Compare and contrast the personalities and roles of the three horses in George Orwell's Animal Farm?

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In George Orwell's Animal Farm, we have three prominent horses involved in the story.

The two most frequently mentioned are the cart-horses Boxer and Clover. These two horses represent a mature, hard-working couple. Neither Boxer, the male, nor Clover, the female, are very smart, but they are very...

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In George Orwell's Animal Farm, we have three prominent horses involved in the story.

The two most frequently mentioned are the cart-horses Boxer and Clover. These two horses represent a mature, hard-working couple. Neither Boxer, the male, nor Clover, the female, are very smart, but they are very loyal, as evidenced by one of his mottos "Comrade Napoleon is always right" Not only are these two horses loyal, but Boxer was "as strong as any two ordinary horses put together." Boxer's motto, when anything goes wrong, is "I will work harder!" Even when Boxer is wounded in battle, he will not take a day off of work. Boxer's death in Chapter 9 is a moving and troubling moment in the story.

After Boxer's death, Clover continues to pass on information about "the principles of Animalism" and is a respected teacher.

The third signifcant horse mentioned in Animal Farm is a young mare named Mollie. She is like a young, teenage girl who is only concerned about what she will eat and what her personal appearance is. She is also a poor worker and would often make some excuse to get out of doing work. She also refuses to learn any letters except the ones that spelled her own name. In Chapter IV, she is found hiding in the barn during the humans' attempt to recapture the farm. In Chapter V, it appears that Mollie has become a traitor to the animals. She soon afterwards disappears and was never mentioned mentioned again by the animals.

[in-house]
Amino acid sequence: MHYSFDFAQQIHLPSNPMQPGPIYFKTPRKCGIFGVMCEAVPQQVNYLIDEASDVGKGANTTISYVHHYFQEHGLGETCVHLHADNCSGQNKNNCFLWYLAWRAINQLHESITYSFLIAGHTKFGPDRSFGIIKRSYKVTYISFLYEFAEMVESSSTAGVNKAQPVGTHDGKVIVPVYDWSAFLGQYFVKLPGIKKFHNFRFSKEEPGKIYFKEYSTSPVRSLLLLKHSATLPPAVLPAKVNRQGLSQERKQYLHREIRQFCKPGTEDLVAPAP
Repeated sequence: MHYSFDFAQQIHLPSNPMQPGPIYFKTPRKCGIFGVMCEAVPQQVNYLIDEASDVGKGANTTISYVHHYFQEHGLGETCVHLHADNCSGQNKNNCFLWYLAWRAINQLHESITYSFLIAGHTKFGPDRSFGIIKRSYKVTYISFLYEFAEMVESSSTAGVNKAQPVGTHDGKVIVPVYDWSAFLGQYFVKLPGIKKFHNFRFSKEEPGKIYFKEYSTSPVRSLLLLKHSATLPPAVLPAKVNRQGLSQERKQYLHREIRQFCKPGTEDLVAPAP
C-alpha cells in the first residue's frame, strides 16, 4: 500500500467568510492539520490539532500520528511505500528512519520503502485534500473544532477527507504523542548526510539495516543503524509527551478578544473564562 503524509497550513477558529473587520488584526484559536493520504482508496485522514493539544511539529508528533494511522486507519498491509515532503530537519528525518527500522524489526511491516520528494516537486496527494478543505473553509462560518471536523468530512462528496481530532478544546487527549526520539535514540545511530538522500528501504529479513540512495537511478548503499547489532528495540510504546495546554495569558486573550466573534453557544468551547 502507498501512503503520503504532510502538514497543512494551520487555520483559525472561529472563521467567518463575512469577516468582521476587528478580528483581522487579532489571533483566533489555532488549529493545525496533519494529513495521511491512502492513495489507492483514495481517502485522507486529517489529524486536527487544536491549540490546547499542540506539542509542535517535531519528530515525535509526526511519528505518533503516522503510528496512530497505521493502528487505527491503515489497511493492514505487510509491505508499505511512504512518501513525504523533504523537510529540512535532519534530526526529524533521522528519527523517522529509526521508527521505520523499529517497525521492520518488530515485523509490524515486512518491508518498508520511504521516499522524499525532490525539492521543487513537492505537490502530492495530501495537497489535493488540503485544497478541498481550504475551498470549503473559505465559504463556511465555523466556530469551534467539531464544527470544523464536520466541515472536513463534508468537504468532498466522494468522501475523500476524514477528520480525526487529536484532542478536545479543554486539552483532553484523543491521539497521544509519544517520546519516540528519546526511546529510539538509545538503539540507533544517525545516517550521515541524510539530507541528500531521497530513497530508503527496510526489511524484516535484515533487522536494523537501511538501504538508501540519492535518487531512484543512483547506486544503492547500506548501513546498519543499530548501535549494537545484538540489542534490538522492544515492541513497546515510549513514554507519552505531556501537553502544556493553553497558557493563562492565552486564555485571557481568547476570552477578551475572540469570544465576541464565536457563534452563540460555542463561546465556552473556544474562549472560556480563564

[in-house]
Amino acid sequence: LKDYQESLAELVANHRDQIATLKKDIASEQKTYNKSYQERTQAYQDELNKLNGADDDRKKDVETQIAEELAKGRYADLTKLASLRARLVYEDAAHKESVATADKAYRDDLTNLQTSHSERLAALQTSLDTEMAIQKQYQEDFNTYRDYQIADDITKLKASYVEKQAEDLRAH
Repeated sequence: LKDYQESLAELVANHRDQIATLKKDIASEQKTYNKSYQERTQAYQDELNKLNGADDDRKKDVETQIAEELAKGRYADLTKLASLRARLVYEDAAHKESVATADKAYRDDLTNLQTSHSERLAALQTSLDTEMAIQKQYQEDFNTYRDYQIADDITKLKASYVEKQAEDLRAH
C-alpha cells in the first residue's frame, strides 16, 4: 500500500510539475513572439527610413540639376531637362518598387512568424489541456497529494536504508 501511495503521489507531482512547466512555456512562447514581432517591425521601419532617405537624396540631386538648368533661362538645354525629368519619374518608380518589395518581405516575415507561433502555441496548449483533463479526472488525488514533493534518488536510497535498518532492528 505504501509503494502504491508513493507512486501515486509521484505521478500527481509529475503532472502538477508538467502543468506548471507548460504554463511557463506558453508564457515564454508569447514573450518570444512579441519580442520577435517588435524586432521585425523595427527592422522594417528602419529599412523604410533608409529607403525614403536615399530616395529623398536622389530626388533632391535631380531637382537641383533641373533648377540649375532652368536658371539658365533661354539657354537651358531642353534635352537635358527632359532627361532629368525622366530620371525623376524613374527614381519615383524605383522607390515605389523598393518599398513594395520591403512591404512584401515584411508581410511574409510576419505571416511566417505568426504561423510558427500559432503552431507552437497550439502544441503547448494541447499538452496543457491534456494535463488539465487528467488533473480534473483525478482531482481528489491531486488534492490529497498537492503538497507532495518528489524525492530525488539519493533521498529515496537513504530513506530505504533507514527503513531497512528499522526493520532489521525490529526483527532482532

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The horses featured in Orwell's work are distinct in their own ways.  Each features a component that Orwell can see as being manipulated by those in the position of power.  Mollie's self interest and desire for more sugar is something that Orwell sees as being critical in undermining solidarity and valid demands for change.  Her scope of self interest is contrasted with the nature of Boxer, whose self sacrifice for the good of Napoleon or the state is astonishing.  Boxer's desire and compulsion to work tirelessly for his government is noteworthy, and Orwell feels that it is this authenticity that is easily manipulated.  When Napoleon makes the deal to send Boxer away, it is a sign that unlimited loyalty and blind faith are dangerous for the body politic to possess with leaders who are motivated by the consolidation of their own power.  It is this perception that Benjamin possesses.  Benjamin is skeptical of Napoleon's claims from the start and does not succumb to the vision being offered by the pigs.  However, Benjamin does little, if anything, about it.  His failure to act, no doubt cemented by his own cynicism, ends up emboldening the aggressors or the political system because it has no redemptive end.  That is to say the cynicism might help individuals understand the ulterior motives of government.  However, if individuals do not act upon this and do something about the state of affairs, having such brilliant insight is useless.  Benjamin understands what is going to happen to Boxer, but takes too long in being able to help his friend.  In the end, each horse possesses characteristics or qualities that might be good, but these composites have to be merged into larger elements in order for true and meaningful change to result.  If this does not happen, each separate personification can become an extension of political control, a puppet of those who are in the position of power.

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